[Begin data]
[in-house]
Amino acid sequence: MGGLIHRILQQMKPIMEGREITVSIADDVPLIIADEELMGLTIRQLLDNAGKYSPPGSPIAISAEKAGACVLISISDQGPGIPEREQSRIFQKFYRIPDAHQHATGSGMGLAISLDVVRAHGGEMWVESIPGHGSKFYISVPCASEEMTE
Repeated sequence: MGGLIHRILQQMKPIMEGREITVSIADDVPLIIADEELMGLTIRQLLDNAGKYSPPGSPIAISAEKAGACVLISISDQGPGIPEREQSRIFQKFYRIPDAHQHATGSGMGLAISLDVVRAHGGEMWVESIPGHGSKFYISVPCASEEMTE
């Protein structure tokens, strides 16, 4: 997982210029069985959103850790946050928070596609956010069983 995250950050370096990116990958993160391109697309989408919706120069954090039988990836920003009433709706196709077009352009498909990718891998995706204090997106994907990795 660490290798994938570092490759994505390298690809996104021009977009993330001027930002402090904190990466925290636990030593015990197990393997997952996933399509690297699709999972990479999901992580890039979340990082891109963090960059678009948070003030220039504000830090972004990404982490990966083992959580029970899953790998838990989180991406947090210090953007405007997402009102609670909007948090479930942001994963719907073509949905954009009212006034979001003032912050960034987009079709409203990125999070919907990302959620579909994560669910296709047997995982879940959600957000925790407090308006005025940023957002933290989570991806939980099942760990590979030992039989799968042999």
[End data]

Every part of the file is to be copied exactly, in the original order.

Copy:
[in-house]
Amino acid sequence: MGGLIHRILQQMKPIMEGREITVSIADDVPLIIADEELMGLTIRQLLDNAGKYSPPGSPIAISAEKAGACVLISISDQGPGIPEREQSRIFQKFYRIPDAHQHATGSGMGLAISLDVVRAHGGEMWVESIPGHGSKFYISVPCASEEMTE
Repeated sequence: MGGLIHRILQQMKPIMEGREITVSIADDVPLIIADEELMGLTIRQLLDNAGKYSPPGSPIAISAEKAGACVLISISDQGPGIPEREQSRIFQKFYRIPDAHQHATGSGMGLAISLDVVRAHGGEMWVESIPGHGSKFYISVPCASEEMTE
């Protein structure tokens, strides 16, 4: 997982210029069985959103850790946050928070596609956010069983 995250950050370096990116990958993160391109697309989408919706120069954090039988990836920003009433709706196709077009352009498909990718891998995706204090997106994907990795 660490290798994938570092490759994505390298690809996104021009977009993330001027930002402090904190990466925290636990030593015990197990393997997952996933399509690297699709999972990479999901992580890039979340990082891109963090960059678009948070003030220039504000830090972004990404982490990966083992959580029970899953790998838990989180991406947090210090953007405007997402009102609670909007948090479930942001994963719907073509949905954009009212006034979001003032912050960034987009079709409203990125999070919907990302959620579909994560669910296709047997995982879940959600957000925790407090308006005025940023957002933290989570991806939980099942760990590979030992039989799968042999």